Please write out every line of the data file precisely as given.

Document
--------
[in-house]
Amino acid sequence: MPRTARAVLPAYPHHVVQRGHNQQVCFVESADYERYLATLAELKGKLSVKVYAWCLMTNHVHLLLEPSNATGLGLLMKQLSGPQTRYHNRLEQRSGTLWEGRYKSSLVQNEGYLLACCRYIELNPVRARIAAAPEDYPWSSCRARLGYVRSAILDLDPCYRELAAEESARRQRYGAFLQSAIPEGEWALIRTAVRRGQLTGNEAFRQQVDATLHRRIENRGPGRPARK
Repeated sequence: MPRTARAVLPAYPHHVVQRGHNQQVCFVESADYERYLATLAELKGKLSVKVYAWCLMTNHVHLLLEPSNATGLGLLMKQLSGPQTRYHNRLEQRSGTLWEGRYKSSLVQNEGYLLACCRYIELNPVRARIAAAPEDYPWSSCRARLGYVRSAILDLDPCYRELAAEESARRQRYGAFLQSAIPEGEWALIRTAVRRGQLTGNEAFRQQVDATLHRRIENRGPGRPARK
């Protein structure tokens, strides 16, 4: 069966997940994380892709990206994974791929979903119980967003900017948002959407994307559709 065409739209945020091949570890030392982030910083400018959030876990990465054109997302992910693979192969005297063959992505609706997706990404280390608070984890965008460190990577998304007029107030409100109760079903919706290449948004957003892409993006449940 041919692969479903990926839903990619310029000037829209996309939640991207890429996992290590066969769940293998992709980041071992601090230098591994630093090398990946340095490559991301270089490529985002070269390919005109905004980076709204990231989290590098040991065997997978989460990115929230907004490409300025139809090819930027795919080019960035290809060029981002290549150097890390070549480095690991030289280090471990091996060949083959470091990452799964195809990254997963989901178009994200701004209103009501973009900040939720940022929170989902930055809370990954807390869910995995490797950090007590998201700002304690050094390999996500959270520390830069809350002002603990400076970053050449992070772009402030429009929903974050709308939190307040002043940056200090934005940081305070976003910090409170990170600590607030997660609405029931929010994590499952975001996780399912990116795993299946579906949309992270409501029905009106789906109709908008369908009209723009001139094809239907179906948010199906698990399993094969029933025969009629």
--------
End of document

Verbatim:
[in-house]
Amino acid sequence: MPRTARAVLPAYPHHVVQRGHNQQVCFVESADYERYLATLAELKGKLSVKVYAWCLMTNHVHLLLEPSNATGLGLLMKQLSGPQTRYHNRLEQRSGTLWEGRYKSSLVQNEGYLLACCRYIELNPVRARIAAAPEDYPWSSCRARLGYVRSAILDLDPCYRELAAEESARRQRYGAFLQSAIPEGEWALIRTAVRRGQLTGNEAFRQQVDATLHRRIENRGPGRPARK
Repeated sequence: MPRTARAVLPAYPHHVVQRGHNQQVCFVESADYERYLATLAELKGKLSVKVYAWCLMTNHVHLLLEPSNATGLGLLMKQLSGPQTRYHNRLEQRSGTLWEGRYKSSLVQNEGYLLACCRYIELNPVRARIAAAPEDYPWSSCRARLGYVRSAILDLDPCYRELAAEESARRQRYGAFLQSAIPEGEWALIRTAVRRGQLTGNEAFRQQVDATLHRRIENRGPGRPARK
């Protein structure tokens, strides 16, 4: 069966997940994380892709990206994974791929979903119980967003900017948002959407994307559709 065409739209945020091949570890030392982030910083400018959030876990990465054109997302992910693979192969005297063959992505609706997706990404280390608070984890965008460190990577998304007029107030409100109760079903919706290449948004957003892409993006449940 041919692969479903990926839903990619310029000037829209996309939640991207890429996992290590066969769940293998992709980041071992601090230098591994630093090398990946340095490559991301270089490529985002070269390919005109905004980076709204990231989290590098040991065997997978989460990115929230907004490409300025139809090819930027795919080019960035290809060029981002290549150097890390070549480095690991030289280090471990091996060949083959470091990452799964195809990254997963989901178009994200701004209103009501973009900040939720940022929170989902930055809370990954807390869910995995490797950090007590998201700002304690050094390999996500959270520390830069809350002002603990400076970053050449992070772009402030429009929903974050709308939190307040002043940056200090934005940081305070976003910090409170990170600590607030997660609405029931929010994590499952975001996780399912990116795993299946579906949309992270409501029905009106789906109709908008369908009209723009001139094809239907179906948010199906698990399993094969029933025969009629």